Founded in 2012, Tink offers comprehensive core capability with a “strong set of focused use cases,” the report noted. Deployed predominantly in Europe and the UK, Tink plans global expansion in the coming years, which is due, in part, to becoming a Visa company in 2022.
“Strategy is built around four product areas: payments, onboarding, credit risk decisioning and consumer engagement, delivered through two vertical units focused on banking/lending and payments/platforms,” the report found.
"The product vision is compelling: to offer an open finance platform that enables firms to load, combine, and enrich their own data with data aggregated from a wide variety of accounts,” the report noted. “Tink partners widely and builds integrations with server message block (SMB) platforms, fintechs, investment providers, e-commerce platforms and payment service providers (PSPs) to execute this roadmap. Continuous improvement is a mantra, with more than 60% of the team dedicated to product and engineering to assure success.”
Where Tink excels, the report found, is with its “off-the-peg” use cases and user-facing financial management that offers turnkey solutions, such as identity and verification services, risk assessment, and personal financial management (PFM) and business financial management (BFM) insights, with multiple payment options.
“This is built on solid aggregation, categorization and enrichment capability, with a single application programming interface (API) to please developers. A comprehensive developer portal supports team-based working and has a wide library of tools, SDKs, and sample projects to accelerate implementation,” the report noted. “Reference customers praised Tink highly for maturity and breadth of coverage, great service, client focus, and desire to perform. Reference customers also cited roadmap strength, continuous improvement, and responsiveness to innovation requests. Tink is ideal for all, especially medium and large firms needing a robust, performant solution that can scale.”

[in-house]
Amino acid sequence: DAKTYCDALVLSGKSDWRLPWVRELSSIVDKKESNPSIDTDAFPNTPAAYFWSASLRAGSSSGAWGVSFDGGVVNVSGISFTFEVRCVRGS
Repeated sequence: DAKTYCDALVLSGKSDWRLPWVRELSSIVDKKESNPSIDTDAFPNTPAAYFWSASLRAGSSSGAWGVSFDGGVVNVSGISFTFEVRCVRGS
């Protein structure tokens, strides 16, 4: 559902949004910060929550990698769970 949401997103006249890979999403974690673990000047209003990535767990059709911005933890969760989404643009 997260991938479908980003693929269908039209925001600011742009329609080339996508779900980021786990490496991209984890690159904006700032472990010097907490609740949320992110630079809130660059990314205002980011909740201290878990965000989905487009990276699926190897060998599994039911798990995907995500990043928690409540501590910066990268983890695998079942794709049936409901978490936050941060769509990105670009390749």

Plaid Excels With User-Friendliness
The San Francisco-based Plaid builds data transfer networks that power fintech and digital finance products. Founded in 2013, and with a network covering 11,000 financial institutions across the U.S., Canada, United Kingdom and Europe, Plaid counts MSU Federal Credit Union, Venmo and SoFi among its customers.
Noting that over the course of 10 years, Plaid has developed into a leading North American aggregator, with a growing presence in Europe, Forrester said the company is delivering on its mission to “unlock financial freedom” on a global scale.
“Plaid’s future capabilities align with customer priorities around acquisition and retention, risk, and fraud mitigation. It also plans to leverage its acquisition of identity and verification platform Cognito to improve customer onboarding,” the report stated.
Morgan further explained that Plaid is “proactively building an open finance ecosystem” that offers free services such as Core Exchange — an FDX-compliant open API specification and testing service — with the intention of making open finance a “reality” in the U.S.
“Plaid’s comprehensive aggregation services enable API and non-API connectivity for a vast variety of financial data, including payroll, small business support and accounting applications,” the report stated. “Payment initiation capability is API-based in Europe and executed via partners in the U.S., where virtual accounts from a bank-as-a-service (BaaS) partner also enable enhanced payment management. Plaid excels with user-friendliness.”
Plaid Portal, the report notes, provides consumers a “consent management dashboard,” and developer engagement is achieved via an award-winning portal, with broad client libraries and tutorials.
“Plaid also has a 180-person financial access team devoted to helping firms improve connectivity. Reference customers scored support and implementation capabilities highly, with a sense that Plaid seeks enduring partnerships,” the report noted. “Plaid is suitable for clients looking to build an open finance presence or with broad financial aggregation needs.”